This will be my last Outlook article serving as your settled minister as I will retire at the end of June. And I hope this will not be the last time I’ll be writing for Windows. It likely will be for a while until a new minister is settled and established in this congregation. The Unitarian Universalist Association has strong recommendations for ministers and congregations when they separate from each other, even if it is a friendly parting, such as my retirement. Any newly settled minister will need to be the one offering support and guidance for our congregation, not me. I commit to supporting that minister as I surrender the baton to them. The congregation will need to look to them for leadership.
People have been asking me what my plans for retirement are. I answer, I know what I’ll be doing through December but 2024 and beyond is an open book. I plan to relax a bit in July. In August, Philomena and I will travel to see her brother and family in Ireland. Then we will spend some time exploring Scotland. Then we will spend a little time in Copenhagen before flying home.
September 12 through December 6 I will be doing a 12-week meditation retreat at Insight Meditation Center in Barre, Massachusetts. Doing this three-month retreat has been on my bucket list for almost 40 years. It isn’t easy to take such a large chunk of time out of one’s life and go into seclusion from the world in silence. The beginning of my retirement, when my health and stamina are good, seems like an optimal time to empty out my previous life to make rom for a new life.
What might that life include? Here are a few of the options I’m considering:
- Interim ministry. The shortage of interims isn’t likely to get better. I feel almost an obligation to do a couple for the benefit of Unitarian Universalism. I don’t want another congregation to go through what we are going through right now. There are also options for short term ministries for 3-6 months that might be attractive to serve after a congregation has lost a minister or a minister is on sabbatical.
- Develop a software application – I’ve been sitting on an idea for a computer program for 30 years that right now is looking quite viable given advances in technology. It would require pulling together a team of people to develop and market it as well as solicit funding and promote it. I’d enjoy being a job creator for the Capital Region. I’d also like to link health awareness to mindfulness practice in a way that will transform lives for the better.
- Write a book – I’ve got several ideas circulating in my head for book projects. I’d love to do the research for those books, talk to experts in health and meditation fields linking them together. I’m very interested in the application of mindfulness meditation to healthy living.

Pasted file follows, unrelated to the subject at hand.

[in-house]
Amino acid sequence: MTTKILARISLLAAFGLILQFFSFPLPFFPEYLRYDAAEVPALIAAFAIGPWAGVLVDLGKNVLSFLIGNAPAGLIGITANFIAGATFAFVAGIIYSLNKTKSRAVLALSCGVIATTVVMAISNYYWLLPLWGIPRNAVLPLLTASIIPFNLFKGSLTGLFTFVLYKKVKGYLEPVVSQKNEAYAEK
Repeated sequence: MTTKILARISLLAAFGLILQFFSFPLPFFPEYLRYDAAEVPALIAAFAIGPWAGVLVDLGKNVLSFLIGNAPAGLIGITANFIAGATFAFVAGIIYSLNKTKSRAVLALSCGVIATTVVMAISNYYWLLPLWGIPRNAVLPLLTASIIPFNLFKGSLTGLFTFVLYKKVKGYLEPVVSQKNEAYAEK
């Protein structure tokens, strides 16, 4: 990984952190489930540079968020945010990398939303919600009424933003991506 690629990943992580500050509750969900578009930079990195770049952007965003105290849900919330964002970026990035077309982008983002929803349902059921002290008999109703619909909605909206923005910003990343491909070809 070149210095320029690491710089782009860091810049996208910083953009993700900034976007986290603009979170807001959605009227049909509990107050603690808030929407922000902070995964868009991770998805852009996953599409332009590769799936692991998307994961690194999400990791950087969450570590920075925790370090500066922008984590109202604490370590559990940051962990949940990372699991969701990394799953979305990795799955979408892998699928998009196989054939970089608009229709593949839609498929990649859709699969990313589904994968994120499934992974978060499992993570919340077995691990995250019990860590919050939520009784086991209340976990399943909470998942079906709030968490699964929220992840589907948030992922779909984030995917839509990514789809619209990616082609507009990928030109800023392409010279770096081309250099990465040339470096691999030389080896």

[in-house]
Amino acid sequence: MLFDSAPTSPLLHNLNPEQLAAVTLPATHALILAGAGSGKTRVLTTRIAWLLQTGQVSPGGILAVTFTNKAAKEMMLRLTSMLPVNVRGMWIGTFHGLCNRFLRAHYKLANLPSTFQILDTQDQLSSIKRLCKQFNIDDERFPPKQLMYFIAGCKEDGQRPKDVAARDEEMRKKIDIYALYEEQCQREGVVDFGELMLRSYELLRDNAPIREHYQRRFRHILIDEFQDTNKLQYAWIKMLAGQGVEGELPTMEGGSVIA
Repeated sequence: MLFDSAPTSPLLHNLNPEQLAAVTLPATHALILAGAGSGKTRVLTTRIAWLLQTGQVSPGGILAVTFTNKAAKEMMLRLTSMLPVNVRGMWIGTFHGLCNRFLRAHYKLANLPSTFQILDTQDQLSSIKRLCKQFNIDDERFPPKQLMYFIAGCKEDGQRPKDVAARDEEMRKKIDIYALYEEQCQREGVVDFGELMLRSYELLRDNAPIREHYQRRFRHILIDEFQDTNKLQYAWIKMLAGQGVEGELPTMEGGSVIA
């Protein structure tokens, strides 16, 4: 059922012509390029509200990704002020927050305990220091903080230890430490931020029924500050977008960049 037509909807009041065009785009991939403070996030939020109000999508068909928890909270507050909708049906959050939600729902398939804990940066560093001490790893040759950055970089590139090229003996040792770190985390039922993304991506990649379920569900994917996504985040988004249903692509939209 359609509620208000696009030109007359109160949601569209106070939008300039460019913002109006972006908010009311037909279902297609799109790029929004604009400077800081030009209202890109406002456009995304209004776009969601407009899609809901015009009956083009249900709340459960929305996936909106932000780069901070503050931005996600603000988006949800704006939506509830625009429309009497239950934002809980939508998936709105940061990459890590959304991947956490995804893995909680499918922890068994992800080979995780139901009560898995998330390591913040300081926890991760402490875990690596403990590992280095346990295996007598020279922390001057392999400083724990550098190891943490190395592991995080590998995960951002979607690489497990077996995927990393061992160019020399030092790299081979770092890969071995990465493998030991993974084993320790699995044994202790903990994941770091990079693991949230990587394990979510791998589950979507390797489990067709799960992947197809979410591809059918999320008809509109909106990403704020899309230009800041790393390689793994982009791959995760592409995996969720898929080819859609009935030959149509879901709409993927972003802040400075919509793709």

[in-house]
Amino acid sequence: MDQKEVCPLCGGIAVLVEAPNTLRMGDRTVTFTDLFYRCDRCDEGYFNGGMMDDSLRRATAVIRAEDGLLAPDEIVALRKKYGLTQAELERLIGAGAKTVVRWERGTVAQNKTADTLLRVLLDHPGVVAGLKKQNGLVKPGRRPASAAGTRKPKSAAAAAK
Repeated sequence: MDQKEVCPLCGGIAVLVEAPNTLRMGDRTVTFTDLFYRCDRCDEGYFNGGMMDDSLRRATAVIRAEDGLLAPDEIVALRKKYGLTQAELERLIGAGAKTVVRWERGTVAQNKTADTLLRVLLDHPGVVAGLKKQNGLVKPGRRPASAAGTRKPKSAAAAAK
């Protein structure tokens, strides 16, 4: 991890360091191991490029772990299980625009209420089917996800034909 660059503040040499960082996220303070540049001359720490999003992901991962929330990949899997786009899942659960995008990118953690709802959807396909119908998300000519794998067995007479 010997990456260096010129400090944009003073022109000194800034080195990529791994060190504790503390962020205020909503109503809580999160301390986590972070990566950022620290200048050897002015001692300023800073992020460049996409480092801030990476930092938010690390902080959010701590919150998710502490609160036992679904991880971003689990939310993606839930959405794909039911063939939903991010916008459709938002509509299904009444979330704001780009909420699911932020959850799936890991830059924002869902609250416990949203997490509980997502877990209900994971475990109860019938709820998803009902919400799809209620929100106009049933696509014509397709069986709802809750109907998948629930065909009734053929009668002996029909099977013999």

- Take UU Buddhism on the Road – Some have taken my Friday night and Saturday meditation workshop. I’ve considered taking that on the road around the country doing weekend workshops combined with a Sunday Service on the many connections between UU and Buddhism.
And if none of those things pan out, here is my backup list:
- Guest preaching, weddings, memorial services in the community
- Advocate at the New York Capital for many good causes
- Work on a political campaign for a Democrat (2024!)
- Travel (especially in January and February)
- Road trips on my bicycle on rail trails
- Take lots of pictures and share them on social media
- Join a choir
- Write poetry
- Learn to do digital art with my Wacom™ Tablet
- Improve the landscaping around our house
- Turn an area in our basement into a library (for the books in my office)
- Go to Dyad and NonViolent Communication retreats with Philomena
- Exercise, meditate, eat well, stay healthy
- Read more good books
I have no shortage of interesting ideas for activities. What I don’t know is what is the one that I want to do next. I’m hoping three months of silence will help me return to the world with greater clarity about priorities. And something may come up that isn’t on this list. We’ll see.
No matter what I do next, I’ll continue to be grateful for the honor and privilege of serving here in Albany as your minister. We’ve both grown and developed a great deal over the years. These have been good years even in tough times. (I will have more to say about this June 4th) While your staff team is quite new, they are all great folks who can be a source of continuity during the changes ahead.
We don’t know what will come next for the congregation, but it has weathered challenging situations before. I have confidence in our leadership that they will help you find the way forward.
My dearest hope is the next minister will exceed what I have done. If so, I will consider myself fortunate to have been helpful in preparing the way for their success. I’m grateful for the ministers and interim ministers who prepared the way for my ministry.
We are all part of the stream of Unitarian Universalism. We have a lifesaving, transformational message for the world that far exceeds any individual’s or congregation’s work. May we all continue to keep the great work of which we are a part before us as we move forward separately and together.
Thank you for the opportunity to have done that work here among you.